Banner at a protest reading: no fracking

Yesterday, tens of thousands of people who’ve contributed to the anti-fracking struggle had cause to celebrate.

They woke to the news that their efforts had contributed to a big step forward in the struggle to prevent the start of a new fossil fuel industry in England (the battle having already been effectively won in Scotland and Wales).

The government had announced a moratorium on fracking.

Everyone who contributed, from those who’ve essentially put their lives on hold to live in the cold and mud and physical challenges of anti-fracking camps, those who’ve stood for days, weeks, months and years as witnesses to the resistance, to those who’ve cooked to feed those campaigners, who’ve supported them online and through social media, all have cause to celebrate – and be congratulated.

We don’t do that enough as campaigners, so let’s start there. Hugely well done!

I want to particularly congratulate the Lancashire Nanas, who’ve done so much to demonstrate that campaigning is for everyone – that wherever you are in the country, whatever your age, and often state of health, you can make a difference.

The government announcement came, as you might have expected, in a mealy-mouthed, stumbling form, referring to safety concerns and the advice of the Oil and Gas Authority, who, Andrea Leadsom told Radio 4’s Today programme “have said to us that we cannot be certain that shale gas can be extracted safely”.

But that’s hardly surprising. Even for Boris Johnson – at the head of a government that for a decade has been ignoring the obvious, no-brainier policy of pursuing energy efficiency, and the great benefits of community-owned energy in favour of talking up the failed, extremely unpopular option of fracking – to totally reverse direction in one step is a bit much.

But make no mistake, this is the end of fracking in England.

Some are saying, oh but the Tories, if they win the election, could reverse course.

Yes, that is true, but would investors really keep not only pouring good money after bad – and they have poured in many millions over a decade while failing to start a fracking industry – but also go with a government, a country, that had reverse ferreted that quickly, and could easily do so again?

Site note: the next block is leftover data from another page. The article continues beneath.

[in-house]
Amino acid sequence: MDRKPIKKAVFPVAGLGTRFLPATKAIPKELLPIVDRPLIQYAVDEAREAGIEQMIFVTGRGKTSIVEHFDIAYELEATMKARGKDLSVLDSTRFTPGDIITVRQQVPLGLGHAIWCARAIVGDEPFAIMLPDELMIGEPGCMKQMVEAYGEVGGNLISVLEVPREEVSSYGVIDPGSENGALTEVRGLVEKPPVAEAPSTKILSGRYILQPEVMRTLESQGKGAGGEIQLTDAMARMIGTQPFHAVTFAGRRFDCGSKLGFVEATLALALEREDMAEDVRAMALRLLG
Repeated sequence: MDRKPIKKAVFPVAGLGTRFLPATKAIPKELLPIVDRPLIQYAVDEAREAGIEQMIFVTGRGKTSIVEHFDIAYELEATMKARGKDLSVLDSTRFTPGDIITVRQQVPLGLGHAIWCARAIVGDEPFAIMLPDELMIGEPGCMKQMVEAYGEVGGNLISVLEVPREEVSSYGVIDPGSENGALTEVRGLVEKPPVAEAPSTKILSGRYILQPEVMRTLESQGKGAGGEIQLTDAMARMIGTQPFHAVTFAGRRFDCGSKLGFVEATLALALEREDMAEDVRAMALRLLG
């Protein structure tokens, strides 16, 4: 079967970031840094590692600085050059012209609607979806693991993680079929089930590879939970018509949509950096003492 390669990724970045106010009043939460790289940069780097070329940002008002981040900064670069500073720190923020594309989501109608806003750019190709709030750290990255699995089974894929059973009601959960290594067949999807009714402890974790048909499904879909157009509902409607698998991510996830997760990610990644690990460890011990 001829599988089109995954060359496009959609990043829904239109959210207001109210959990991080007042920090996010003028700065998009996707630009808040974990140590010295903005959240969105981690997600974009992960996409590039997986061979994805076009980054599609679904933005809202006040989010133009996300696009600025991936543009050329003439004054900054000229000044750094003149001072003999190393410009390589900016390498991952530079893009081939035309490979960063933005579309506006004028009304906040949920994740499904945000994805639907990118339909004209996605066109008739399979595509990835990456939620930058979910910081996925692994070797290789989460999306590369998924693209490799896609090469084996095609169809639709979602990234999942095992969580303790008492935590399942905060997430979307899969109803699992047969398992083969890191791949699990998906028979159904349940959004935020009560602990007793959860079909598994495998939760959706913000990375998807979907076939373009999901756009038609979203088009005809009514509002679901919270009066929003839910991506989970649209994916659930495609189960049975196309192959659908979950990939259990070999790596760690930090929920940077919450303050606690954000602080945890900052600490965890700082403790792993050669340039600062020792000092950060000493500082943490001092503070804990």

No, of course this doesn’t mean the Tory Party has “got” the state of the climate emergency. And of course the timing is linked to the election – fracking is massively unpopular.

Before the government stopped publishing the reports of the public’s view of fracking, the level of people supporting it had fallen to just 13%.

There was a whole lump of the Tory Party who were campaigning hard to change their own party’s policy – the electoral sense for them was blindingly obvious.

Those facts are to the great credit of campaigners.

Greens, including MP Caroline Lucas, have been arrested at those protests, manhandled by police and shown unfailing support. (I’ve got to specially mention the indomitable, amazing Anne Power here.)

I’ve spoken at meetings and joined campaigners at would-be frackers gates from Bolsover to Chester, Ryedale to Balcombe.

I am proud of the Green leadership, but so many people, from different parties and of no party, have contributed to the anti-fracking effort.

Let’s make sure we celebrate that achievement, and send the message loud and clear, chanted as it has been so many times in so many places: “No fracking here no fracking anywhere.” (And that means in Argentina as much as the UK.)

And as for those few old-fashioned types who still like the repeat the claim, debunked now for a decade – that gas is some sort of “low-carbon” energy source – there’s just two words to say to them: “fugitive methane”.

Gas is a fossil fuel. We are in a climate emergency. It has to be removed from our energy systems as soon as possible – and we certainly should not be building any new infrastructure using it.

Header image credit: Steve Eason – Creative Commons